The final Ariane 4 is readied for launch

Arianespace Update: Flight 159 with the Intelsat 907 telecommunications satellite

A historic moment occurred today (Jan. 30) when the final Ariane 4 rolled out of its assembly building for transfer to the Spaceport’s ELA-2 launch zone in French Guiana.

The Ariane 4 is scheduled to lift off in the early morning hours of February 12, carrying the Intelsat 907 telecommunications satellite.

For our update on this last Ariane 4 launch, see the Mission Log on Arianespace’s Web site:

Landers feel the heat on space missions

Space is certainly a cold place, but spacecraft have to face extremely high temperatures when they are exposed to the Sun’s radiation. However, there are other extreme situations in which spacecraft are subject to tremendous heat. ESA’s spacecraft must endure temperatures from hell…

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Nominations for NASA’s Educator Astronaut Program are in high orbit. Since the Program’s kickoff January 21, more than 1,300 teachers have been nominated to become members of the Astronaut Corps. Texas leads with 324 nominations, followed by 223 from Florida, and California with 163.

The Educator Astronaut web site is also receiving a high volume of traffic. More than 4.8 million visits have been recorded during the first 10 days of the program.
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The nation’s newest environmental satellite, GOES-12, is being readied for operations, NASA and the Commerce Department’s National Oceanic and Atmospheric Administration (NOAA) announced today.

GOES-12 is equipped with an advanced instrument for real-time solar forecasting. The Solar X-ray Imager (SXI) aboard the satellite will enable forecasters and scientists to detect solar storms that could impact billions of dollars worth of assets.
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An experiment aboard the Space Shuttle Columbia (STS-107) has uncovered a new phenomenon. Researchers made the discovery studying the role of aerosol particles in global climate changes.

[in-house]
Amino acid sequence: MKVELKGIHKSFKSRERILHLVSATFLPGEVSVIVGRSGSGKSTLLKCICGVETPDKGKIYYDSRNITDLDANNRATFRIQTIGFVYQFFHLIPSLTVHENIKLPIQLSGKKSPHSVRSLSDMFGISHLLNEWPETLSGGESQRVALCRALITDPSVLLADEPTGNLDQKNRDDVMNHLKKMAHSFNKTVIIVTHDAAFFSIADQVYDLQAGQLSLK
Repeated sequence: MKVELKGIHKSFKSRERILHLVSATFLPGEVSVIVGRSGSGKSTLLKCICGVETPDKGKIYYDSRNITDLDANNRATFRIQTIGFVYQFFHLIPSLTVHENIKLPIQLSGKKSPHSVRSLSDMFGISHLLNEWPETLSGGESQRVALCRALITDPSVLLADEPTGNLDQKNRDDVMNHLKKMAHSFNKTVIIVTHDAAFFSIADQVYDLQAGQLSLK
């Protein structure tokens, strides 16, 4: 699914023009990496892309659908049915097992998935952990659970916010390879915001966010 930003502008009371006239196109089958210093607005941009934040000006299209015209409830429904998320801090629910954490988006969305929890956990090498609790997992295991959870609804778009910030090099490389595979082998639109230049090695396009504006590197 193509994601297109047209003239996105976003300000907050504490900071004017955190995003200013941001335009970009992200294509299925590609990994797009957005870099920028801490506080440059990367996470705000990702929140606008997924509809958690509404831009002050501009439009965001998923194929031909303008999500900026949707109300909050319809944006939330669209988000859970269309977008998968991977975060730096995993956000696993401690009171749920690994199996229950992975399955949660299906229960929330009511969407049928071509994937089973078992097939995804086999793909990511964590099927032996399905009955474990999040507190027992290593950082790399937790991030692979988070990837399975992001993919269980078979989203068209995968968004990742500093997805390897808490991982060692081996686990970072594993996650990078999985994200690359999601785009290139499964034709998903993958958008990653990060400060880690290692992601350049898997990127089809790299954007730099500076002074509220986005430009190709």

The Mediterranean Israeli Dust Experiment (MEIDEX) is gathering data about aerosol plumes emitted from deserts. MEIDEX builds on previous studies that showed aerosol particles might be one of the primary agents that can offset warming.
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NASA sponsored scientists have discovered by knowing the salt content of the ocean’s surface, they may be able to improve the ability to predict El Nino events. Scientists, studying the western Pacific Ocean, find regional changes in the saltiness of surface ocean water correspond to changes in upper ocean heat content in the months preceding an El Nino event. Knowing the distribution of surface salinity may help predict events.
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ESA on the trail of the earliest stars

Somewhere in the distant, old Universe, a population of stars hide undetected. They were the first to form after the birth of the Universe and are supposed to be far bigger in mass than any star visible today.

Astronomers know they must have been out there: only in this way could they solve the riddle of the origin and composition of stars in today’s Universe. A couple of ESA missions will help astronomers search for this elusive population.

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